In contrast, Minnesota’s running game did have a bit of success early. The Vikings ran for 22 yards on their first series and 33 on their second drive, each ending with a field goal. After that, Adrian Peterson was bottled up and the offense went into a slide until the passing game’s success late. Minnesota still wants to establish itself as a power-running team and has the backs to do so in Peterson and Gerhart.
Peterson ended with 16 carries for 60 yards, just a 3.8 yards-per-carry average. Gerhart had five carries for 15 yards. Harvin had a 20-yard run, but also was stuffed on a 7-yard loss on his other carry. Peterson’s return has been amazing, but he’s not quite as explosive as he was in the past, that could come as the season progresses. The late rallies have also come by letting Ponder have the ball in his hands. A team with Peterson and Gerhart need to do more than 95 total yards rushing and a 3.7-yard average.
Pass defense: C-minus
The defensive numbers really are surprising and differ from the perception that comes from watching the game. The Colts finished with only 194 net yards passing. Luck completed 64.5 percent of his passes. But it seemed like Luck was able to hit on key passes when he needed to, continuing Minnesota’s defensive struggles on third down. The big blow was Donnie Avery’s 40-yard catch on Indianapolis’ first drive, which seemed to get Luck going. Antoine Winfield was beat in coverage. Luck also threw two touchdowns and no interceptions. Luck’s second touchdown was a blown coverage by linebacker Erin Henderson, who didn’t get deep enough in coverage and Reggie Wayne split the safeties for a 30-yard touchdown, which was a real backbreaker for the Vikings defense at the time.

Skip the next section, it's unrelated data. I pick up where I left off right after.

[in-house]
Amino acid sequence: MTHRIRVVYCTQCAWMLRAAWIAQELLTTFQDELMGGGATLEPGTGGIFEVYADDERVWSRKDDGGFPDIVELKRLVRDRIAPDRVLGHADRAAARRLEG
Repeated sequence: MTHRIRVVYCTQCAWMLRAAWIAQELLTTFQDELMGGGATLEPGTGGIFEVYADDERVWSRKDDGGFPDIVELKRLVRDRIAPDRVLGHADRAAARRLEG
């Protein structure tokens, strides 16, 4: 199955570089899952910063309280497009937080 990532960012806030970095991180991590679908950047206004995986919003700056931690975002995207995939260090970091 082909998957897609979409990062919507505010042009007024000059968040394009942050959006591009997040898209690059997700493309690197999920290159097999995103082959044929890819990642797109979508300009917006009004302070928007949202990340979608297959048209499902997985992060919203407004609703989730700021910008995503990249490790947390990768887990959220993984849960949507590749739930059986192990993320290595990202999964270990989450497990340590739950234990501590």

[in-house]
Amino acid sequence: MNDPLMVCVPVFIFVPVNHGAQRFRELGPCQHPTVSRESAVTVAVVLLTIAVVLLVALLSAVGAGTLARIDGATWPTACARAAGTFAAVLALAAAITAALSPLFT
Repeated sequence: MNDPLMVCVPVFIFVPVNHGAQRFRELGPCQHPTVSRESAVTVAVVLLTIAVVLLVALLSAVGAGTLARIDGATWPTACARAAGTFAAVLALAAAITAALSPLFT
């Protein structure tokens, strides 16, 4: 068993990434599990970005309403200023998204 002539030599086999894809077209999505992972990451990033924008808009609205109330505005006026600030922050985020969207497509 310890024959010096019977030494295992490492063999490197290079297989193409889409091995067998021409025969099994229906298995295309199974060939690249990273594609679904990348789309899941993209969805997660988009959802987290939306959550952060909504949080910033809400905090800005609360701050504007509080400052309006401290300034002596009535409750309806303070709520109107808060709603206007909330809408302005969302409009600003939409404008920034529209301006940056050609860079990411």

Perhaps the biggest concern might be Minnesota’s pass-rush. Facing a Colts’ team that didn’t have two starters on the offensive line to begin the game and later had four players in new positions along the line, the Vikings again offered a bit of pressure but couldn’t finish off with many sacks. Luck was elusive enough and very aware in the pocket, but Minnesota’s defense couldn’t take advantage of a weakened offensive line. Ends Jared Allen and Brian Robison and defensive tackle Kevin Williams are still without a sack two games into the season. Yet, strangely, the Vikings held the Colts under 200 passing yards.
Run defense: B-plus